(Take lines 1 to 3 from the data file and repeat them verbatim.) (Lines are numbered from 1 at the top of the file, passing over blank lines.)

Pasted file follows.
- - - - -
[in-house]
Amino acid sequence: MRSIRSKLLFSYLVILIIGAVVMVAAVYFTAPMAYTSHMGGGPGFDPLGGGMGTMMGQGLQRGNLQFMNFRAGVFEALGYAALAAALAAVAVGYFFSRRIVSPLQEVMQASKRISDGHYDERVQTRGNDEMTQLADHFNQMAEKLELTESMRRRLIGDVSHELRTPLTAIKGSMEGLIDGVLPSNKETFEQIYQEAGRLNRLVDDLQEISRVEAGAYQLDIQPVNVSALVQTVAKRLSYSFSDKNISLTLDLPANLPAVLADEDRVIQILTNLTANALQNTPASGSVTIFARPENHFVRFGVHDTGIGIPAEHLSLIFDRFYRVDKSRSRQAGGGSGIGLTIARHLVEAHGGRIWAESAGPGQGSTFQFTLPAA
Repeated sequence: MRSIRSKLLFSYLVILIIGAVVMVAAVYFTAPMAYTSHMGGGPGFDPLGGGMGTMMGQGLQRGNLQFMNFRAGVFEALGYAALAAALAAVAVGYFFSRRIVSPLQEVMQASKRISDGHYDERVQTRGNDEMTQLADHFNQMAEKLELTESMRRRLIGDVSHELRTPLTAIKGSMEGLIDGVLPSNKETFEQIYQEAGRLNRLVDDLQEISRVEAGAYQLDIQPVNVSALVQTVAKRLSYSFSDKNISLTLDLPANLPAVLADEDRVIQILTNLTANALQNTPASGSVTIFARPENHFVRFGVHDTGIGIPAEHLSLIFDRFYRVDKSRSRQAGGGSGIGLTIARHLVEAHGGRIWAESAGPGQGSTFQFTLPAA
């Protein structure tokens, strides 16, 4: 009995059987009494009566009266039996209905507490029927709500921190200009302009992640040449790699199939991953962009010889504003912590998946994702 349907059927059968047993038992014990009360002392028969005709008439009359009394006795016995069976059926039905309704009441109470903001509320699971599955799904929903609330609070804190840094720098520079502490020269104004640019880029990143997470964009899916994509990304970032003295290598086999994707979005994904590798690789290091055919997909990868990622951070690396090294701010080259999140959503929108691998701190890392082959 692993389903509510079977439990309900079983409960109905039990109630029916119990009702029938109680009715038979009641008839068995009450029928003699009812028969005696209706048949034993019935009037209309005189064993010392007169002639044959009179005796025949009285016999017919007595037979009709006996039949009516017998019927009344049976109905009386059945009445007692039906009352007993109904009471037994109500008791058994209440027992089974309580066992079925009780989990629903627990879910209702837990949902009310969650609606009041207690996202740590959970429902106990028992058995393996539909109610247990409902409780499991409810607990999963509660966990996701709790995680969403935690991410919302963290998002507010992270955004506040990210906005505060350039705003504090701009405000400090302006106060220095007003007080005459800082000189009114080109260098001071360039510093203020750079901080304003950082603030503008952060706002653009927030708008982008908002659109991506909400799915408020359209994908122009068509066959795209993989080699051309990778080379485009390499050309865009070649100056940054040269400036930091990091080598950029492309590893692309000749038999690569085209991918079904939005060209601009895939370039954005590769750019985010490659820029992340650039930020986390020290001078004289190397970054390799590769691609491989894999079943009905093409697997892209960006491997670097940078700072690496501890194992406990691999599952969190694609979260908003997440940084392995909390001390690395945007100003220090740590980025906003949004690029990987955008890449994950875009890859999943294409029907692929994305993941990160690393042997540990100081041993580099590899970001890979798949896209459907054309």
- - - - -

[in-house]
Amino acid sequence: MRSIRSKLLFSYLVILIIGAVVMVAAVYFTAPMAYTSHMGGGPGFDPLGGGMGTMMGQGLQRGNLQFMNFRAGVFEALGYAALAAALAAVAVGYFFSRRIVSPLQEVMQASKRISDGHYDERVQTRGNDEMTQLADHFNQMAEKLELTESMRRRLIGDVSHELRTPLTAIKGSMEGLIDGVLPSNKETFEQIYQEAGRLNRLVDDLQEISRVEAGAYQLDIQPVNVSALVQTVAKRLSYSFSDKNISLTLDLPANLPAVLADEDRVIQILTNLTANALQNTPASGSVTIFARPENHFVRFGVHDTGIGIPAEHLSLIFDRFYRVDKSRSRQAGGGSGIGLTIARHLVEAHGGRIWAESAGPGQGSTFQFTLPAA
Repeated sequence: MRSIRSKLLFSYLVILIIGAVVMVAAVYFTAPMAYTSHMGGGPGFDPLGGGMGTMMGQGLQRGNLQFMNFRAGVFEALGYAALAAALAAVAVGYFFSRRIVSPLQEVMQASKRISDGHYDERVQTRGNDEMTQLADHFNQMAEKLELTESMRRRLIGDVSHELRTPLTAIKGSMEGLIDGVLPSNKETFEQIYQEAGRLNRLVDDLQEISRVEAGAYQLDIQPVNVSALVQTVAKRLSYSFSDKNISLTLDLPANLPAVLADEDRVIQILTNLTANALQNTPASGSVTIFARPENHFVRFGVHDTGIGIPAEHLSLIFDRFYRVDKSRSRQAGGGSGIGLTIARHLVEAHGGRIWAESAGPGQGSTFQFTLPAA